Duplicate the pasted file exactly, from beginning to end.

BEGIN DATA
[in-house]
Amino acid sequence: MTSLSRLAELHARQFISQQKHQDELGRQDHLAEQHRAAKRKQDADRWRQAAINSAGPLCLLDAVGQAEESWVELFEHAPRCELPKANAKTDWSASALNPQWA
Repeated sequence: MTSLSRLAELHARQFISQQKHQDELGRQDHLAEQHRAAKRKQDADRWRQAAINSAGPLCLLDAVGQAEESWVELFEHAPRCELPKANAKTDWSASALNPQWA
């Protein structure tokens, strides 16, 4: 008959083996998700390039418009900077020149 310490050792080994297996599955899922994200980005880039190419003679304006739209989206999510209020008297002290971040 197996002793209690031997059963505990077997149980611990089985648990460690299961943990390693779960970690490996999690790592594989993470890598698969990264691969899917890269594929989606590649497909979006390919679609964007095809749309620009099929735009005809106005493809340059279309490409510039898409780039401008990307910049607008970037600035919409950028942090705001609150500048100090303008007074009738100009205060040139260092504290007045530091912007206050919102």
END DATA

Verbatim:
[in-house]
Amino acid sequence: MTSLSRLAELHARQFISQQKHQDELGRQDHLAEQHRAAKRKQDADRWRQAAINSAGPLCLLDAVGQAEESWVELFEHAPRCELPKANAKTDWSASALNPQWA
Repeated sequence: MTSLSRLAELHARQFISQQKHQDELGRQDHLAEQHRAAKRKQDADRWRQAAINSAGPLCLLDAVGQAEESWVELFEHAPRCELPKANAKTDWSASALNPQWA
């Protein structure tokens, strides 16, 4: 008959083996998700390039418009900077020149 310490050792080994297996599955899922994200980005880039190419003679304006739209989206999510209020008297002290971040 197996002793209690031997059963505990077997149980611990089985648990460690299961943990390693779960970690490996999690790592594989993470890598698969990264691969899917890269594929989606590649497909979006390919679609964007095809749309620009099929735009005809106005493809340059279309490409510039898409780039401008990307910049607008970037600035919409950028942090705001609150500048100090303008007074009738100009205060040139260092504290007045530091912007206050919102």